In addition to 20 sanctuaries offering visitors a range of ecosystems and habitats to explore and observe birds and wildlife, hike on trails and enjoy nature, The Connecticut Audubon Society (pictured above) in Fairfield offers new and ongoing live, virtual learning programs as well as animal-focused remote-learning programs for individuals and groups; summer camp, too!

The 186-acre Brett Woods Conservation Area is the largest open space property in the town of Fairfield. Its nearly unbroken forest cover makes it unique among town open spaces in terms of the wildlife habitat it provides for many species of birds, mammals, reptiles and amphibians. Recreational uses include hiking, horseback riding, camping (in a designated area with a permit), fishing, and wildlife observation. There’s an extensive trail network, including the two-mile yellow perimeter trail, the 1¼-mile red trail which cuts diagonally across the property, and the ½-mile blue trail which passes through the camping area.

The Lake Mohegan Loop in Fairfield is a 170-acre open space that offers walking and hiking trails, picnicking, fishing, and nature observation, even a beach and swimming area. Want to bring Ruff along? The Cascades are one of the Top 10 Dog Friendly Trails in the World, with multiple trails surrounding the lake and a lovely cascading waterfall (hence the name), plus plenty of waste bins for doggie cleanups.



The 300-acre Trout Brook Valley State Park Reserve (pictured above) in Weston is just a portion of the greater valley preservation effort that encompasses 758 acres in the towns of Easton and Weston. This walk-in park is accessible from north of the gate at Bradley Road in Weston and can be explored by following its dirt roads or by going cross country through valleys and over rugged hills, where you’ll see wildlife, wetlands, and watercourses. Pets are no longer permitted; Bradley Road parking is limited during the week and closed on weekends.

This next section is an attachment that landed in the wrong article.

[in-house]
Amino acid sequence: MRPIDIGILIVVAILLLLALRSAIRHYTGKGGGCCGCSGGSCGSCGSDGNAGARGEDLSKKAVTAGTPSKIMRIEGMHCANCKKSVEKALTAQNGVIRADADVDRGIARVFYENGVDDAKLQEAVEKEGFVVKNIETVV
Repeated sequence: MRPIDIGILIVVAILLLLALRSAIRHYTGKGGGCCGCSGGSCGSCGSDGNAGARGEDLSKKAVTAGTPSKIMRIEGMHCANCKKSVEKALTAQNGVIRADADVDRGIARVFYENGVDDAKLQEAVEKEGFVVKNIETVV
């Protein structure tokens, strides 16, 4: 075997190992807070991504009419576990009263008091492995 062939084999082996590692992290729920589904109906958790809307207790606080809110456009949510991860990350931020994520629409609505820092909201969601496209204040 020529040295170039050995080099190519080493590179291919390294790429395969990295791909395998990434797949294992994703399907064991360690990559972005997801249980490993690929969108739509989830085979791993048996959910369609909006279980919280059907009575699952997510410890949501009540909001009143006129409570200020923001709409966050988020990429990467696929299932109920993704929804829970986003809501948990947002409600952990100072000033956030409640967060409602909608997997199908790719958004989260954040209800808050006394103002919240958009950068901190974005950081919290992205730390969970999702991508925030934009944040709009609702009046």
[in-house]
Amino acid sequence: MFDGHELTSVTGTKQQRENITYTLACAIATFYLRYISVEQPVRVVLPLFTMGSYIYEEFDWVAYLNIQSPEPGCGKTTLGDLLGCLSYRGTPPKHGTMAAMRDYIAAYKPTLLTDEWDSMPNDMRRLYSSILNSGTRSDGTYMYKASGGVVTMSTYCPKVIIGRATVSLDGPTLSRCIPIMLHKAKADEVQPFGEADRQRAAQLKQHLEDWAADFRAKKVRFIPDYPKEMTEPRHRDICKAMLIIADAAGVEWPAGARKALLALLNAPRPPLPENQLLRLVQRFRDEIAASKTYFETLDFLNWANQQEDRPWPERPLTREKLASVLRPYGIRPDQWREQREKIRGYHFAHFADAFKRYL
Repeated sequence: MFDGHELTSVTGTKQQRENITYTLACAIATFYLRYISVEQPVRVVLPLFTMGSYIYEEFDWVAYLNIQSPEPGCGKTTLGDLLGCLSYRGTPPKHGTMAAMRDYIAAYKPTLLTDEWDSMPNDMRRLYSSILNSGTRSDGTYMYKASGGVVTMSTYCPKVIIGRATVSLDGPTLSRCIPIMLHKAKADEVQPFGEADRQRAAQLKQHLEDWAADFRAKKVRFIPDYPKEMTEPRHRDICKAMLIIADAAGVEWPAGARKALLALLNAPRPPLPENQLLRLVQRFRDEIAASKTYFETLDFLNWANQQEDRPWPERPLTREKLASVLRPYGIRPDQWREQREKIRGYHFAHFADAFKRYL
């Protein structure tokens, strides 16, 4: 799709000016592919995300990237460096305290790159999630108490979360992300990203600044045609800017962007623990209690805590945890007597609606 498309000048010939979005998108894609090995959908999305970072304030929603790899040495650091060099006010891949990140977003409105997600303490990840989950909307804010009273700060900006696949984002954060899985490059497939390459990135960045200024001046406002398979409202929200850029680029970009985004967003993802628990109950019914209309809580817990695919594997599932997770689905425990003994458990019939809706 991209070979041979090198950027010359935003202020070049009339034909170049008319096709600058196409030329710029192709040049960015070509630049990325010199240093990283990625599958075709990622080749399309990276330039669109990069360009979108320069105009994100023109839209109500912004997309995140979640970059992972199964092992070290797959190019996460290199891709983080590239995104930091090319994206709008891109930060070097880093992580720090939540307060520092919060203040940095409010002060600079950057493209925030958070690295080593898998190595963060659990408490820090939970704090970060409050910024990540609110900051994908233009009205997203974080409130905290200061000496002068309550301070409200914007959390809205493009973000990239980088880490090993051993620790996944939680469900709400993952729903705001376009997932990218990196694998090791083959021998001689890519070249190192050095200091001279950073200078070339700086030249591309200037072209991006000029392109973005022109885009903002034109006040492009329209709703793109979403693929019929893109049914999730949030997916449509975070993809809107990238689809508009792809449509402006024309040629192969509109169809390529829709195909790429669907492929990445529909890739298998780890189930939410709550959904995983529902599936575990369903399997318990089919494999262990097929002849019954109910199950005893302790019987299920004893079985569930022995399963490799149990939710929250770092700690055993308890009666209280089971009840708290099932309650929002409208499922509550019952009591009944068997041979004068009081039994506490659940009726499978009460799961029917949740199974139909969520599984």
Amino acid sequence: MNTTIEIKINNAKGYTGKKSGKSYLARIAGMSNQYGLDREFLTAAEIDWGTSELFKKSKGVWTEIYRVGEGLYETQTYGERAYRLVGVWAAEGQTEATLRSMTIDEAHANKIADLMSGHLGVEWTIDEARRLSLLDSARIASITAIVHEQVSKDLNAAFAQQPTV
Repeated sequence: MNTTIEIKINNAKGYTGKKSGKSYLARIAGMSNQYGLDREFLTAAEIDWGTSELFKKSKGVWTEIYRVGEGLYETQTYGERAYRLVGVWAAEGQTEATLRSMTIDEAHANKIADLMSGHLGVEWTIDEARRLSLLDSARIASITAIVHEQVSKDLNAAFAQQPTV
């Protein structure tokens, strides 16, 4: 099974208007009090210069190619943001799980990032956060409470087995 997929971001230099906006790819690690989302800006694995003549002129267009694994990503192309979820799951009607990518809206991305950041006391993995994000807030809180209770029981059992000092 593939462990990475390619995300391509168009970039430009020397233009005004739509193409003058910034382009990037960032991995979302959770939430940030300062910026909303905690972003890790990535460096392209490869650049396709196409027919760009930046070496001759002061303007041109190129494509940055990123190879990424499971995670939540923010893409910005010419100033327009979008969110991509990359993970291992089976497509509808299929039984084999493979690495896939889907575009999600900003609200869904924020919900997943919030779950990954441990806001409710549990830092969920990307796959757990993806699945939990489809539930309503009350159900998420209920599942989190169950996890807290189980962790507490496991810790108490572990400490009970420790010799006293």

If you are looking for a moderately-trafficked walkabout where you can enjoy nature and clear your head, The Saugatuck Trail in Weston/Redding is the perfect spot. This 10.5-mile trail is located within the 15,000-acre Centennial Watershed State Forest and offers a variety of terrain, rock outcroppings, vernal pools, wetlands, streams, and spectacular vistas of the reservoir. The woodlands are superbly maintained, and the trail is easy going underfoot, though rated as moderate.

Devil’s Den Preserve in Weston, The Nature Conservancy’s largest preserve in Connecticut, is a wonderful place to explore. This patchwork of woodlands, wetlands, rock ledges, and a series of north-south ridges and valleys woven with streams and swamps make Devil's Den ideal for low-impact outdoor activities like hiking, jogging, and bird watching. There’s some historical significance as well – archaeological evidence indicates human activity in the area, mostly for hunting, as long as 5,000 years ago!

There’s so much to explore at the Aspetuck Land Trust, you’ll want to pick up a four-town preserve map just to get a lay of the land. And beautiful land it is, with 45 miles of trails for year-round hiking, bird watching, jogging, and dog walking through open spaces with farms, forests, and wondrous natural resources throughout Easton, Weston, Fairfield, and Westport. Venture out and enjoy a few hours of invigorating and rejuvenating recreation on 2,000 protected acres.


An invigorating hike along the historic Babcock Preserve Loop in Greenwich offers panoramic wetland and river views, forests filled with century-old trees, wildlife – something for everyone. This easily manageable 4.1-mile loop trail is ideal for all skill levels for walking, hiking, jogging. And horseback riding. Rex is welcome to tag along!